Several schemes can be highlighted, including farming scams which are characterized by incentives (often through Whatsapp telegram groups) to provide liquidity to DeFi pools by promising high returns. However, once users deposit their assets, project developers can close the project, withdraw the funds, or manipulate the yield mechanisms, leaving investors with significant losses.

The same goes for fake tokens and fake Defi projects consisting of the creation of fake tokens or the presentation of fictitious projects in order to attract investors, despite the resemblance to legitimate projects, the very design of the project is to fraudulent design. Therefore, scammers can create websites, promotional materials and advertisements that appear authentic to generate investor confidence. Once funds are collected, the fraudsters may disappear or cease further development.


Another scam involves using so-called malicious oracles. First of all, an oracle is a service or mechanism that provides real-world data to smart contracts on a blockchain. Smart contracts, which are standalone programs running on a blockchain, cannot directly access information outside of the blockchain. Oracles are therefore used to introduce external data into the secure world of smart contracts. Thus, scammers manipulate oracles, which provide real-world data to smart contracts, to mislead DeFi protocols. This can distort asset price information and lead to losses for users.


Finally, it is worth mentioning mining attacks, which consist of illegitimately creating additional tokens in a DeFi protocol. This can dilute the value of existing tokens and cause losses to investors. Additionally, fraudsters exploit flaws in smart contracts to artificially create massive quantities of tokens, thereby generating unauthorized inflation.

 

 

II – The different ways to avoid these Defi scams: indications of fraudulent activity and legal remedies


A – Revealing clues of fraudulent activity in DeFi


Spotting scammers in the context of Telegram groups, WhatsApp, Instagram, Snapchat or even Zoom meetings where they offer lucrative returns on investments requires increased vigilance. However, several warning signs can be identified, including obviously very significant, even unrealistic, promises of return on investments in often very short periods of time and sometimes paid monthly.


Then one of the most important markers is characterized by a lack of transparency or even the anonymity of certain people linked to the project. Therefore, it is appropriate to ask when it comes to significant investment that people agree to reveal their identity.


Furthermore, in order to encourage investment, scammers do not hesitate to create a feeling of urgency in order to encourage their victim to invest quickly. Therefore the victim feels urgent not to miss an investment opportunity. In addition, scammers do not hesitate to share with their accomplices false screenshots showing large amounts in their virtual wallet allegedly winning thanks to the project in question. Behavior likely to be accompanied by emotional speech that does not hesitate to play on the situation or facts known to their victim.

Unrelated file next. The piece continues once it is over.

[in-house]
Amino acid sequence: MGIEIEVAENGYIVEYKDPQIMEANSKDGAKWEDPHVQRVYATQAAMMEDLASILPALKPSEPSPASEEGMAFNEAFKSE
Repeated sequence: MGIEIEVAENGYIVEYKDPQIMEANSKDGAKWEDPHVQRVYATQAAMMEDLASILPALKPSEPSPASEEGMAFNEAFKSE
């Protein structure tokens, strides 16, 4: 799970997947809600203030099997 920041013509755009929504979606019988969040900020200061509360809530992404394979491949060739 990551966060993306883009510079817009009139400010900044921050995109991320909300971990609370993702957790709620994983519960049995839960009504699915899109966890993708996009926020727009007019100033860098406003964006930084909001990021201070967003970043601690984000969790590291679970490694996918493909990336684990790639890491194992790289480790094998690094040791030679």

Concerning real projects, the latter often have official communication channels, verified social networks, blogs that can attest to what has been done previously, however if it is necessary to remain cautious, the absence of these channels can be an indicator of a fraudulent transaction.

Therefore, you should know that legitimate DeFi projects often have their smart contracts audited by third-party security companies. If a project cannot provide a security audit, this may be a sign of risk.


Finally, before joining or making an investment in a project, it is appropriate to carry out in-depth research on the website of the decentralized exchange platform, it should also be noted that there are solutions for certain DeFi protocols. decentralized insurance to protect against potential losses.

 

B – Means of legal protection in the United Arab Emirates


The UAE is showing growing interest in developing regulatory frameworks suited to blockchain technologies and DeFi.


Thus, the legal options available to victims of DeFi scams in the UAE depend on the specific nature of the scam. However, before considering the options, it should be noted that in the UAE it is extremely important to have a copy of the offender's resident card or passport in order to facilitate legal proceedings. through a criminal complaint.


Indeed, it is important for us to be able to obtain a “travel ban” or to prevent the author from traveling until the dispute is resolved, therefore it is important to be able to clearly identify the author(s) of the offense(s).


Therefore, after contacting us, it is possible to take legal action and at the same time report this type of violation to the central bank and the financial services authorities of Abu Dhabi after filing the complaint. , so that these organizations can attempt to trace the funds and take appropriate action.


Finally, in certain cases if the perpetrator may have left the Emirates, requiring cooperation. Local authorities can cooperate with other countries to investigate cross-border activities.


Akram Cheik, Lawyer